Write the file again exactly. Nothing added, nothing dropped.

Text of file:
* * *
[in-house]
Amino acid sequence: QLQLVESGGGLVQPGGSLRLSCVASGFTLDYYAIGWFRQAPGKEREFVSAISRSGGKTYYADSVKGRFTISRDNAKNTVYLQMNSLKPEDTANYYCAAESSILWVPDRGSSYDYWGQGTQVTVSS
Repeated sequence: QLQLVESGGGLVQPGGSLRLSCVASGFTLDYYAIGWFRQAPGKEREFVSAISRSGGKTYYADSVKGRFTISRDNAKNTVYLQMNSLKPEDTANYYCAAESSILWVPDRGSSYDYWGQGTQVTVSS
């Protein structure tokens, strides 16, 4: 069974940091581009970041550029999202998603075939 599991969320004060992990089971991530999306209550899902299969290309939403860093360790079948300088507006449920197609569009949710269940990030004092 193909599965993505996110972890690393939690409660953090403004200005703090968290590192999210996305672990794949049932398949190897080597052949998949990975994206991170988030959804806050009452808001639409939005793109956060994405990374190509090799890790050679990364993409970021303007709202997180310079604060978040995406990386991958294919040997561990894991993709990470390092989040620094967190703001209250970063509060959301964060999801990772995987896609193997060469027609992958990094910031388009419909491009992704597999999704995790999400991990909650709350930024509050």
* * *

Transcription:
[in-house]
Amino acid sequence: QLQLVESGGGLVQPGGSLRLSCVASGFTLDYYAIGWFRQAPGKEREFVSAISRSGGKTYYADSVKGRFTISRDNAKNTVYLQMNSLKPEDTANYYCAAESSILWVPDRGSSYDYWGQGTQVTVSS
Repeated sequence: QLQLVESGGGLVQPGGSLRLSCVASGFTLDYYAIGWFRQAPGKEREFVSAISRSGGKTYYADSVKGRFTISRDNAKNTVYLQMNSLKPEDTANYYCAAESSILWVPDRGSSYDYWGQGTQVTVSS
């Protein structure tokens, strides 16, 4: 069974940091581009970041550029999202998603075939 599991969320004060992990089971991530999306209550899902299969290309939403860093360790079948300088507006449920197609569009949710269940990030004092 193909599965993505996110972890690393939690409660953090403004200005703090968290590192999210996305672990794949049932398949190897080597052949998949990975994206991170988030959804806050009452808001639409939005793109956060994405990374190509090799890790050679990364993409970021303007709202997180310079604060978040995406990386991958294919040997561990894991993709990470390092989040620094967190703001209250970063509060959301964060999801990772995987896609193997060469027609992958990094910031388009419909491009992704597999999704995790999400991990909650709350930024509050």